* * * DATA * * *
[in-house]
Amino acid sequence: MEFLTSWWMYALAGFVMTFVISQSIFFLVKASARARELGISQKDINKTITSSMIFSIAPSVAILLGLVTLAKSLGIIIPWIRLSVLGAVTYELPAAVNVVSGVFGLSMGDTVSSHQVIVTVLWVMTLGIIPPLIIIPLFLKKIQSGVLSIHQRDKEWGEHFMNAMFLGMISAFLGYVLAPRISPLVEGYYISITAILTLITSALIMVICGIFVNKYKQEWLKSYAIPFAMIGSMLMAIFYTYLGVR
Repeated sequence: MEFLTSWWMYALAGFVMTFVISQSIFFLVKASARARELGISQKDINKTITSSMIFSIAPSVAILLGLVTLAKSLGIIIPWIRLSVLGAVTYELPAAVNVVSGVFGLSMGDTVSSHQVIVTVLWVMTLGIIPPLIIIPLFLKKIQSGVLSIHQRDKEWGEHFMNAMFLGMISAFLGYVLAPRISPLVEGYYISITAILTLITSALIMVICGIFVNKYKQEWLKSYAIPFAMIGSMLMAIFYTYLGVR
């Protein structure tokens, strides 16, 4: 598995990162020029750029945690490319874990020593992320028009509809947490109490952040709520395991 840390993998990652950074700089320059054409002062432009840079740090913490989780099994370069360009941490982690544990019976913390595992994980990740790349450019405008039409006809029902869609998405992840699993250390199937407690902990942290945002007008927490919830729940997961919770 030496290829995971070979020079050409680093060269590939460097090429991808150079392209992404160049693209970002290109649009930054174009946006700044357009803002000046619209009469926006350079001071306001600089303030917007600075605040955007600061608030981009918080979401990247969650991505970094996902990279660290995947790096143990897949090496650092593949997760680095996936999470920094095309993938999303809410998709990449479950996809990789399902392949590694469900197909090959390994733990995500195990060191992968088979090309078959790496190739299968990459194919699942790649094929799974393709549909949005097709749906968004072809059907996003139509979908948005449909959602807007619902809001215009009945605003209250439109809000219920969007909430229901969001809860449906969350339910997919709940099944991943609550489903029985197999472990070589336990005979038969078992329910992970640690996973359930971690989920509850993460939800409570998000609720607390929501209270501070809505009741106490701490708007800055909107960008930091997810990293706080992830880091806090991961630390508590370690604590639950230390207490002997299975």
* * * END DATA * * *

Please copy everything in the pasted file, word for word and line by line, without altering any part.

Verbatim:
[in-house]
Amino acid sequence: MEFLTSWWMYALAGFVMTFVISQSIFFLVKASARARELGISQKDINKTITSSMIFSIAPSVAILLGLVTLAKSLGIIIPWIRLSVLGAVTYELPAAVNVVSGVFGLSMGDTVSSHQVIVTVLWVMTLGIIPPLIIIPLFLKKIQSGVLSIHQRDKEWGEHFMNAMFLGMISAFLGYVLAPRISPLVEGYYISITAILTLITSALIMVICGIFVNKYKQEWLKSYAIPFAMIGSMLMAIFYTYLGVR
Repeated sequence: MEFLTSWWMYALAGFVMTFVISQSIFFLVKASARARELGISQKDINKTITSSMIFSIAPSVAILLGLVTLAKSLGIIIPWIRLSVLGAVTYELPAAVNVVSGVFGLSMGDTVSSHQVIVTVLWVMTLGIIPPLIIIPLFLKKIQSGVLSIHQRDKEWGEHFMNAMFLGMISAFLGYVLAPRISPLVEGYYISITAILTLITSALIMVICGIFVNKYKQEWLKSYAIPFAMIGSMLMAIFYTYLGVR
């Protein structure tokens, strides 16, 4: 598995990162020029750029945690490319874990020593992320028009509809947490109490952040709520395991 840390993998990652950074700089320059054409002062432009840079740090913490989780099994370069360009941490982690544990019976913390595992994980990740790349450019405008039409006809029902869609998405992840699993250390199937407690902990942290945002007008927490919830729940997961919770 030496290829995971070979020079050409680093060269590939460097090429991808150079392209992404160049693209970002290109649009930054174009946006700044357009803002000046619209009469926006350079001071306001600089303030917007600075605040955007600061608030981009918080979401990247969650991505970094996902990279660290995947790096143990897949090496650092593949997760680095996936999470920094095309993938999303809410998709990449479950996809990789399902392949590694469900197909090959390994733990995500195990060191992968088979090309078959790496190739299968990459194919699942790649094929799974393709549909949005097709749906968004072809059907996003139509979908948005449909959602807007619902809001215009009945605003209250439109809000219920969007909430229901969001809860449906969350339910997919709940099944991943609550489903029985197999472990070589336990005979038969078992329910992970640690996973359930971690989920509850993460939800409570998000609720607390929501209270501070809505009741106490701490708007800055909107960008930091997810990293706080992830880091806090991961630390508590370690604590639950230390207490002997299975």